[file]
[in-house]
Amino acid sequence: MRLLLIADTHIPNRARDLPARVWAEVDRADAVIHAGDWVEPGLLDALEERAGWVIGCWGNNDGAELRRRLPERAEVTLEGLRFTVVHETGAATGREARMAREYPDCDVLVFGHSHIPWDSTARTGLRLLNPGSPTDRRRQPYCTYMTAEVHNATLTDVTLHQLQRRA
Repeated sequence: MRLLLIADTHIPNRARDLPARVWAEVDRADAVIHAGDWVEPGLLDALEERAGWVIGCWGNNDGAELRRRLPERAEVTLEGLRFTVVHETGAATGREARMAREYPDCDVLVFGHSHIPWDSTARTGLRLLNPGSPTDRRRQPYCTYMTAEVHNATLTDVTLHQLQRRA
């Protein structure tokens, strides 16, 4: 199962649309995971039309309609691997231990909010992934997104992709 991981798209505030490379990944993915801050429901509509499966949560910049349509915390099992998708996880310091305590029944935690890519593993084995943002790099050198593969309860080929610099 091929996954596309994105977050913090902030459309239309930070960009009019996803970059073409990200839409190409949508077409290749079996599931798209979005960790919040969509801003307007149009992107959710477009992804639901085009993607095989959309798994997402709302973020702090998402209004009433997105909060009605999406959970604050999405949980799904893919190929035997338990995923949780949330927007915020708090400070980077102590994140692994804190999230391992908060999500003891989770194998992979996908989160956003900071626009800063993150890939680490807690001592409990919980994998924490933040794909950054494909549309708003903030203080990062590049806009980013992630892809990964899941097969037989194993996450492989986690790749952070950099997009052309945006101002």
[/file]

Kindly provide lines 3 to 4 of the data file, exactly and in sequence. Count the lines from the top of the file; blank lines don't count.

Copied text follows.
Repeated sequence: MRLLLIADTHIPNRARDLPARVWAEVDRADAVIHAGDWVEPGLLDALEERAGWVIGCWGNNDGAELRRRLPERAEVTLEGLRFTVVHETGAATGREARMAREYPDCDVLVFGHSHIPWDSTARTGLRLLNPGSPTDRRRQPYCTYMTAEVHNATLTDVTLHQLQRRA
């Protein structure tokens, strides 16, 4: 199962649309995971039309309609691997231990909010992934997104992709 991981798209505030490379990944993915801050429901509509499966949560910049349509915390099992998708996880310091305590029944935690890519593993084995943002790099050198593969309860080929610099 091929996954596309994105977050913090902030459309239309930070960009009019996803970059073409990200839409190409949508077409290749079996599931798209979005960790919040969509801003307007149009992107959710477009992804639901085009993607095989959309798994997402709302973020702090998402209004009433997105909060009605999406959970604050999405949980799904893919190929035997338990995923949780949330927007915020708090400070980077102590994140692994804190999230391992908060999500003891989770194998992979996908989160956003900071626009800063993150890939680490807690001592409990919980994998924490933040794909950054494909549309708003903030203080990062590049806009980013992630892809990964899941097969037989194993996450492989986690790749952070950099997009052309945006101002």